The electric vehicle industry is projected to post massive growth in the coming decades, and this will have far-reaching consequences for a variety of industries. The use and demand for lithium is one such development. Indeed, the race to develop lithium mines has picked up steam over the past several years.
This has also occurred as other miners have fallen out of favour. Gold and silver have stagnated since the 2016 U.S. election. Positive economic numbers and a commitment to rate hikes have generated downward pressure even in the midst of geopolitical uncertainty. Just how large will the growth in lithium demand be over the next decade? Let’s take a look.
The market consultancy firm Roskill recently released a report that projected the growth of the lithium market into 2027. It forecast that the demand to produce lithium batteries would increase by 650% over the next decade. The next nine years is expected to drain only 1% of all lithium reserves, but demand for the metal will climb 16% to 1 million tons. Roskill has also projected that demand from lithium-ion battery manufacturers will increase from 46% in 2017 to 86% in 2027.
Lithium prices are expected to peak in 2018 and fall into 2019 as supply floods the market. However, Roskill projects that prices will stabilize and reach previous peaks by 2021. This means that the next two years could provide investors ample opportunity to buy some of the top prospects in lithium mining. Let’s look at two today.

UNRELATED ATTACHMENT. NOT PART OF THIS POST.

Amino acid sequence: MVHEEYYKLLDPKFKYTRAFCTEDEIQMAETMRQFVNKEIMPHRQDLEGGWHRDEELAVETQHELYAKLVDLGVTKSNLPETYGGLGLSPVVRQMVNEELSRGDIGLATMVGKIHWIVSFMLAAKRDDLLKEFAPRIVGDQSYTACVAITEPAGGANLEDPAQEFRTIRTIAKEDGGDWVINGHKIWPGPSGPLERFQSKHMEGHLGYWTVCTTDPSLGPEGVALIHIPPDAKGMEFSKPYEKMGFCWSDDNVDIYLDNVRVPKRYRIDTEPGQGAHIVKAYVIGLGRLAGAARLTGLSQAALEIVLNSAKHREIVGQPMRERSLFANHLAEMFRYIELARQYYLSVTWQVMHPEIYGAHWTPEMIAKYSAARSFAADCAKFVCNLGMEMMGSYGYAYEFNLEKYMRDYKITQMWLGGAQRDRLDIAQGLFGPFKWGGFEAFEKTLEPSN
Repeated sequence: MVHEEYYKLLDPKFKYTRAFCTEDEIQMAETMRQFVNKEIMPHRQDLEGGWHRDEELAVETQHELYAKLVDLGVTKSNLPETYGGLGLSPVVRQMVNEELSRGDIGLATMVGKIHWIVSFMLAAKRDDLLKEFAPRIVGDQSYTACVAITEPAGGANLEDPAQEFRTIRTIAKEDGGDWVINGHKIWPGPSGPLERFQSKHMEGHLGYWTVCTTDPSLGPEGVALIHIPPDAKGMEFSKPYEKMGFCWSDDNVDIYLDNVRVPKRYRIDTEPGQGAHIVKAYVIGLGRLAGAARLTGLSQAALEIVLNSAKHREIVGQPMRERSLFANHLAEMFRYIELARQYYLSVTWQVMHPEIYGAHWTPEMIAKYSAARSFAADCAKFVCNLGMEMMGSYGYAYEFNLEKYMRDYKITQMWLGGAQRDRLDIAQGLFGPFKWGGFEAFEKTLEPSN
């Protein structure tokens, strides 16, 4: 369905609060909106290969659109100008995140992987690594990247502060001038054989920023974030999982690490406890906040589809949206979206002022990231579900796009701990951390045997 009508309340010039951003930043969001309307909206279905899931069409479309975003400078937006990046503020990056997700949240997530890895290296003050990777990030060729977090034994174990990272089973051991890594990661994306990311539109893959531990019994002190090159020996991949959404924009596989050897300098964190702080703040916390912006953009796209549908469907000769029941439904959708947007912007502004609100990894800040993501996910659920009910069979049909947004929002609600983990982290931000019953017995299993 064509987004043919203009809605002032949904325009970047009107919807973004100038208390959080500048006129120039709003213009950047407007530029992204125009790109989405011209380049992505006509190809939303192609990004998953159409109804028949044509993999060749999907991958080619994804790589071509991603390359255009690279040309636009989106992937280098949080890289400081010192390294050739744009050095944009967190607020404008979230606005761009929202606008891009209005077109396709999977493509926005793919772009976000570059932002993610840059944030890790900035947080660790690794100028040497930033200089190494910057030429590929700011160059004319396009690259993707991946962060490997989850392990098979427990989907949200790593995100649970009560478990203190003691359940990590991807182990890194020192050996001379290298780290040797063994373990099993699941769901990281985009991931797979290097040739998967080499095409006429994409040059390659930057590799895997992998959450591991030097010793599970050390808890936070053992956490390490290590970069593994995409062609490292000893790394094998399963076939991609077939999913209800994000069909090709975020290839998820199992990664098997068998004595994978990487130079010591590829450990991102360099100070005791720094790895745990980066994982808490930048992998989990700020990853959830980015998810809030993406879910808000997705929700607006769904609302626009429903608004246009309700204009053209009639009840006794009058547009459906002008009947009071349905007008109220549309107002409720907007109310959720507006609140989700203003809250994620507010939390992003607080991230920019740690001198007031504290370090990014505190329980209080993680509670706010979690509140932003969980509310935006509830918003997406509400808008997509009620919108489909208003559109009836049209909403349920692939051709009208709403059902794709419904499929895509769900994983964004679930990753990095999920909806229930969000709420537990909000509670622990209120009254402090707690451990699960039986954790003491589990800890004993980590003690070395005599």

I’d covered Lithium Americas back in June. Shares have moved with the volatile market and month-over-month the stock is down 7.3%. It is down 38% in 2018 so far.
Lithium Americas made some key announcements last month. On June 21, the company announced plans to develop its Thacker Pass project in Nevada. The Thacker Pass project has proven resources of 3.1 million tons of lithium, but will require a different extraction technique as there are no existing lithium-from-clay operations in the world.
Lithium Americas plans to operate an open pit mine for over 40 years that will produce 30,000 tons of battery-grade lithium on an annual basis in the first phase and 60,000 tons in the second phase. The company projects the first phase to cost $581 million stretching over 21 months and the second phase comes in at a $478 million estimate and is scheduled to begin in 2025.
Nemaska Lithium Inc. (TSX:NMX)
Nemaska Lithium is a Quebec-based exploration stage lithium mining company. Its stock has plunged 63.4% in 2018 as of early morning trading on July 6. The stock peaked at $2.44 in late December before plummeting in the first half of this year. Priced in at under $1 per share currently, it represents an enticing buy-low prospect.
On July 3 Nemaska announced that it had signed deal with a South Korean battery maker that will tie up production until 2025. The agreement with LG Chem will see Nemaska supply 7,000 tons of lithium hydroxide per year on a take-or-pay basis. The five-year period will commence in 2020. Nemaska is one of the lowest cost producers in the world and its current agreements position it well for long-term profitability.
This article represents the opinion of the writer, who may disagree with the “official” recommendation position of a Motley Fool premium service or advisor. We’re Motley! Questioning an investing thesis — even one of our own — helps us all think critically about investing and make decisions that help us become smarter, happier, and richer, so we sometimes publish articles that may not be in line with recommendations, rankings or other content.
Fool contributor Ambrose O'Callaghan has no position in any of the stocks mentioned.